JetBlue has refunds, free tickets for travelers stranded in storm
Making up is hard to do — maybe even harder when you’re an airline trying to make nice with 700 enraged passengers who sat in planes on the airport tarmac for seven hours during a snowstorm.
Passengers on six JetBlue flights last Saturday who were stranded on the tarmac at Bradley International Airport in Hartford, Conn., will receive a refund of their tickets and round-trip tickets for future travel, airline spokeswoman Sharon Jones said Wednesday.
Passengers on Flight 504 from Fort Lauderdale, Fla., which garnered the most media attention — probably because of real-time cellphone and text appeals from passengers (and, it turns out, the pilot) for help — will receive refunds plus two round-trip tickets for a future flight; passengers on other flights will receive one round-trip ticket with their refunds.
And Chief Operating Officer Rob Maruster made a lengthy apology via video too.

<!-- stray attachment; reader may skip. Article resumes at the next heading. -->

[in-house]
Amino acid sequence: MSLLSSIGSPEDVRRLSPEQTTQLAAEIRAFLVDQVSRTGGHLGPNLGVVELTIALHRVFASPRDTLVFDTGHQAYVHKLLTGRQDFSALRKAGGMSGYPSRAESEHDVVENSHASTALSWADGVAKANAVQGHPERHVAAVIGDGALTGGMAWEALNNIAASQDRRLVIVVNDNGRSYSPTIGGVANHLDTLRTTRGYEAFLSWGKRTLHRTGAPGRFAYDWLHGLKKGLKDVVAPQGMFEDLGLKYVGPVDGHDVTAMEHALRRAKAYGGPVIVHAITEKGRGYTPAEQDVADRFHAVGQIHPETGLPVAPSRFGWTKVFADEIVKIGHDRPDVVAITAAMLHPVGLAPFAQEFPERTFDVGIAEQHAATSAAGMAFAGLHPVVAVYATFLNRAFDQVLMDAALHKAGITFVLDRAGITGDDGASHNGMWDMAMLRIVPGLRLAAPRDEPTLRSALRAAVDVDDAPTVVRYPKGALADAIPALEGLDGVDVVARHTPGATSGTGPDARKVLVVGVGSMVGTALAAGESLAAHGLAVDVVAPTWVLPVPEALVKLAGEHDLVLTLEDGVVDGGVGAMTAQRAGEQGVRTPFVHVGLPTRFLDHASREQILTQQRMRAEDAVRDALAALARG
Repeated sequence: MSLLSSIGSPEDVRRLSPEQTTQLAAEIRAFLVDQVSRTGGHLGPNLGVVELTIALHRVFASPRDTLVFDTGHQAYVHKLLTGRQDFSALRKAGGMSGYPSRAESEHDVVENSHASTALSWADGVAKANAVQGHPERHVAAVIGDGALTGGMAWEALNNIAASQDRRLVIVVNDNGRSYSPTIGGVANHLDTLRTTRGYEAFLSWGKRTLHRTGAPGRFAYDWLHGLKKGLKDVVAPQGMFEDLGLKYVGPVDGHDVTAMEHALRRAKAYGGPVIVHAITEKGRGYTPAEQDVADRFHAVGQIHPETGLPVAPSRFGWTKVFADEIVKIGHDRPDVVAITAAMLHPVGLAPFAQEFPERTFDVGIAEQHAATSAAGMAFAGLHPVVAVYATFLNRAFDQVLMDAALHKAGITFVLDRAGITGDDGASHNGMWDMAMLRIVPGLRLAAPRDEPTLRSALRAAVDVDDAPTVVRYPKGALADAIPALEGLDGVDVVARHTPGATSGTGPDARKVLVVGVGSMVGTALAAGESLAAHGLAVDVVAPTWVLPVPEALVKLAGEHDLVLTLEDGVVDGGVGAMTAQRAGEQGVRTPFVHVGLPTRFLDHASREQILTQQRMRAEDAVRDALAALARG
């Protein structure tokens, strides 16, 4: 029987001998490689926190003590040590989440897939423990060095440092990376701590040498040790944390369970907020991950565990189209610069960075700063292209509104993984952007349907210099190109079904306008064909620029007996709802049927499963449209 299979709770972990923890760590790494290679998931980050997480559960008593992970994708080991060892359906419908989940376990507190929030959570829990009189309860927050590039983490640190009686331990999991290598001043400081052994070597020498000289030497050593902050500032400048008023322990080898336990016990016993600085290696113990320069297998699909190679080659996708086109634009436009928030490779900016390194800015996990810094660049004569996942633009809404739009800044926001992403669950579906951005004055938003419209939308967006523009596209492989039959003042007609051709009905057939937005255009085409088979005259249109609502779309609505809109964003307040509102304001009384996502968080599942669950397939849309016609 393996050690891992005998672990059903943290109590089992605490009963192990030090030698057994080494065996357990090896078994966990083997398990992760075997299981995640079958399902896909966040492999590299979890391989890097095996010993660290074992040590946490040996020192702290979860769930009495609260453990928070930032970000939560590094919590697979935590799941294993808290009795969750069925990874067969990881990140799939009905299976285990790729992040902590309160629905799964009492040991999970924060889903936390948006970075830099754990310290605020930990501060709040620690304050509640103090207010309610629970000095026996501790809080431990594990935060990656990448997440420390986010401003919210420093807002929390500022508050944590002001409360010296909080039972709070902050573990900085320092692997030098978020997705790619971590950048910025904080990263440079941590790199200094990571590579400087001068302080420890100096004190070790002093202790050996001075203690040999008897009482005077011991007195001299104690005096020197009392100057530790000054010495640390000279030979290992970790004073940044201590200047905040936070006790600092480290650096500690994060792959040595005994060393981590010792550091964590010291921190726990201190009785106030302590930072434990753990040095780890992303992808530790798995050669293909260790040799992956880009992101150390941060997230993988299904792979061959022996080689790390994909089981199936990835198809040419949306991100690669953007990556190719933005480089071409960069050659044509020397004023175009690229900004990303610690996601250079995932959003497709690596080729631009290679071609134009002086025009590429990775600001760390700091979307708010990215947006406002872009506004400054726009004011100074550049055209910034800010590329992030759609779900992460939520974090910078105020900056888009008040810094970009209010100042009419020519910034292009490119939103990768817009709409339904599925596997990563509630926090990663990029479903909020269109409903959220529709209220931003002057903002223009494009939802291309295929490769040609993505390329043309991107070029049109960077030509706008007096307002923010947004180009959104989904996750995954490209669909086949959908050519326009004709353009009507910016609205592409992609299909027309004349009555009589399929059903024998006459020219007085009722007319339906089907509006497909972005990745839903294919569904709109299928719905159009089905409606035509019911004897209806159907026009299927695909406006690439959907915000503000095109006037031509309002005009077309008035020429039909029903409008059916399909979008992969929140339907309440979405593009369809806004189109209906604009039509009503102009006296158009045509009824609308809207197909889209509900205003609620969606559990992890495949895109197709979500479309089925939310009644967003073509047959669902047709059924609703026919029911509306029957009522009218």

Sound familiar? It should.
In 2007, JetBlue had a similar meltdown on Valentine’s Day, of all days, because of snowstorms in New York. In one instance, passengers sat on the tarmac for 11 hours — a move that in part prompted the U.S. Department of Transportation to introduce the three-hour tarmac rule for airlines in 2009.
As a result of that debacle, JetBlue promised to pay out millions to appease customers who were inconvenienced and angered by the cancellation of an estimated 1,100 flights.
And, like now, then-Chief Executive Officer David Neeleman, JetBlue’s founder, apologized. He was replaced as CEO in May 2007 over the fracas.
The DOT is investigating why JetBlue planes and one American Airlines flight were delayed so long on the tarmac in Hartford. The agency could fine the airlines up to $27,000 per passenger.